Airgas Liquid Nitrogen -

Liquid Nitrogen
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Liquid Nitrogen from Airgas

Nitrogen (N2) – makes up 78.03% of air. Nitrogen is often used as an inert gas because of its nonreactive nature with many materials. Gaseous nitrogen is used for storage tank blanketing and vessel inerting applications. It is also used in the electronics and metals industries because of its inert properties.

Liquid nitrogen is produced industrially in large quantities by fractional distillation of liquid air.
Its ability to maintain temperatures far below the freezing point of water makes it extremely useful in a wide range of applications as an open-cycle refrigerant, including use in refrigerant applications such as cryogenic grinding of plastics and food freezing. Available from Airgas in high-pressure and liquid cylinders, as well as MicroBulk and bulk deliveries.

Find liquid nitrogen in these Airgas categories Industrial Application Gases , Medical Gases and Specialty Gases.

Nitrogen MSDSs:
Nitrogen Dioxide
Nitrogen Trifluoride

Health Effects
While nitrogen is nontoxic and inert, it can act as a simple asphyxiant when inhaled. Eye and skin contact, inhalation and ingestion should all be avoided. In its cryogenic fluid state it can cause instant frostbite on direct contact with living tissue.

Handling and Storage
Do not puncture or incinerate container. Use equipment rated for cylinder pressure. Close valve after each use and when empty. Protect cylinders from physical damage; do not drag, roll, slide, or drop. Use a suitable hand truck for cylinder movement.

Never allow any unprotected part of the body to touch uninsulated pipes or vessels that contain cryogenic liquids. Prevent entrapment of liquid in closed systems or piping without pressure relief devices. Some materials may become brittle at low temperatures and will easily fracture.

Keep container tightly closed. Keep container in a cool, well-ventilated area. Cylinders should be stored upright, with valve protection cap in place, and firmly secured to prevent falling or being knocked over. Cylinder temperatures should not exceed 52 °C (125 °F).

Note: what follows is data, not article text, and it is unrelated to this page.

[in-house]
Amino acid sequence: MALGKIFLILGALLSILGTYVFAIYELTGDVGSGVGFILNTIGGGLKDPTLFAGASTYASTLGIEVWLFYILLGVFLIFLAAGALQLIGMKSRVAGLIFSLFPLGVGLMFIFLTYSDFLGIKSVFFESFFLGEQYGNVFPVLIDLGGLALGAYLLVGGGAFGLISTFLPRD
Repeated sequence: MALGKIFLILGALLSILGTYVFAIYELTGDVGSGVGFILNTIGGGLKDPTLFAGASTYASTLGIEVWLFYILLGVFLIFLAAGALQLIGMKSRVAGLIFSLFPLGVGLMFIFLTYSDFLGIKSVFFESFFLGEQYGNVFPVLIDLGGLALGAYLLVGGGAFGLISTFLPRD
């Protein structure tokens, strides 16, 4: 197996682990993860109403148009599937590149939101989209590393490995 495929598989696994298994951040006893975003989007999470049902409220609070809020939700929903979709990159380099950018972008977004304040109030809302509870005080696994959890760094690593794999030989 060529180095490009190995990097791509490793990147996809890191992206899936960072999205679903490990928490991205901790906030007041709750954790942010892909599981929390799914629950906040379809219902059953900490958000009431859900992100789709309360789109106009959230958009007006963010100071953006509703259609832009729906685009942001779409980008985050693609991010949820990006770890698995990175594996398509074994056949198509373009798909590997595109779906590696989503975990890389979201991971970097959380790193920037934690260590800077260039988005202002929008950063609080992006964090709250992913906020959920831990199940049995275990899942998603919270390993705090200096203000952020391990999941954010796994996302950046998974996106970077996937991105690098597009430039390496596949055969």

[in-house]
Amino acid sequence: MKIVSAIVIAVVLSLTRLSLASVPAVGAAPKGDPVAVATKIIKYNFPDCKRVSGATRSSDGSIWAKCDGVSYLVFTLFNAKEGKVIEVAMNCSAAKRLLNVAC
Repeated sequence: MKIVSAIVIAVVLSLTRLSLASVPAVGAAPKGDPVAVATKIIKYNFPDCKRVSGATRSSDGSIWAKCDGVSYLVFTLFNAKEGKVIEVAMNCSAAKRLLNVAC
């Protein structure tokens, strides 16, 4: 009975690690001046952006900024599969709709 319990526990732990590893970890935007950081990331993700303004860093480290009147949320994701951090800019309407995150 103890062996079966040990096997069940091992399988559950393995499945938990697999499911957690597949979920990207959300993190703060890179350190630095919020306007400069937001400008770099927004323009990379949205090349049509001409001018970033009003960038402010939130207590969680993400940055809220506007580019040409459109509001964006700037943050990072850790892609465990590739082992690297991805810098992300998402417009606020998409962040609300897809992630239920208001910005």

Personal Protection

EyesSafety eyewear complying with an approved standard should be used when a risk assessment indicates this is necessary to avoid exposure to liquid splashes, mists or dusts. When working with cryogenic liquids, wear a full face shield.
SkinPersonal protective equipment for the body should be selected based on the task being performed and the risks involved and should be approved by a specialist before handling this product.
RespiratoryUse a properly fitted, air-purifying or air-fed respirator complying with an approved standard if a risk assessment indicates this is necessary.Respirator selection must be based on known or anticipated exposure levels, the hazards of the product and the safe working limits of the selected respirator. The applicable standards are (US) 29 CFR 1910.134 and (Canada) Z94.4-93
HandsChemical-resistant, impervious gloves or gauntlets complying with an approved standard should be worn at all times when handling chemical products if a risk assessment indicates this is necessary. Insulated gloves suitable for low temperatures.
In case of a large spillA self-contained breathing apparatus should be used to avoid inhalation of the product.

Physical and Chemical Properties
Molecular weight28.02 g/mole
Molecular formulaN2
Boiling/condensation point-195.79°C (-320.4°F)
Melting/freezing point-209.99°C (-346°F)
Critical temperature-146.9°C (-232.4°F)
Vapor density0.967 (Air = 1)
Specific Volume (ft3/lb)13.8889
Gas Density (lb/ft3)0.072